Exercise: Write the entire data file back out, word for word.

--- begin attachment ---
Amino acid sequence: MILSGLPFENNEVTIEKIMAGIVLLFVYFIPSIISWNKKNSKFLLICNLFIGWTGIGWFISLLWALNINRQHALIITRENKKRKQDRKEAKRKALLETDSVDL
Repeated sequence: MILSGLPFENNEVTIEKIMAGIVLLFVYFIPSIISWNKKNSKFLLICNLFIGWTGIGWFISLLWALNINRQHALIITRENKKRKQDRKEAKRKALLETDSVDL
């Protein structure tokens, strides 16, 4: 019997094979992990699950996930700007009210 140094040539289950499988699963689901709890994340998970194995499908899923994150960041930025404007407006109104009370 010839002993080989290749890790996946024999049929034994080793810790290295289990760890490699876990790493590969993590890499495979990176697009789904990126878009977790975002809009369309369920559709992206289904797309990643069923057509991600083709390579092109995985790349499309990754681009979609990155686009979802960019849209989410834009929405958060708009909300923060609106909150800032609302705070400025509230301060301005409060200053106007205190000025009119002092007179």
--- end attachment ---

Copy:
Amino acid sequence: MILSGLPFENNEVTIEKIMAGIVLLFVYFIPSIISWNKKNSKFLLICNLFIGWTGIGWFISLLWALNINRQHALIITRENKKRKQDRKEAKRKALLETDSVDL
Repeated sequence: MILSGLPFENNEVTIEKIMAGIVLLFVYFIPSIISWNKKNSKFLLICNLFIGWTGIGWFISLLWALNINRQHALIITRENKKRKQDRKEAKRKALLETDSVDL
């Protein structure tokens, strides 16, 4: 019997094979992990699950996930700007009210 140094040539289950499988699963689901709890994340998970194995499908899923994150960041930025404007407006109104009370 010839002993080989290749890790996946024999049929034994080793810790290295289990760890490699876990790493590969993590890499495979990176697009789904990126878009977790975002809009369309369920559709992206289904797309990643069923057509991600083709390579092109995985790349499309990754681009979609990155686009979802960019849209989410834009929405958060708009909300923060609106909150800032609302705070400025509230301060301005409060200053106007205190000025009119002092007179």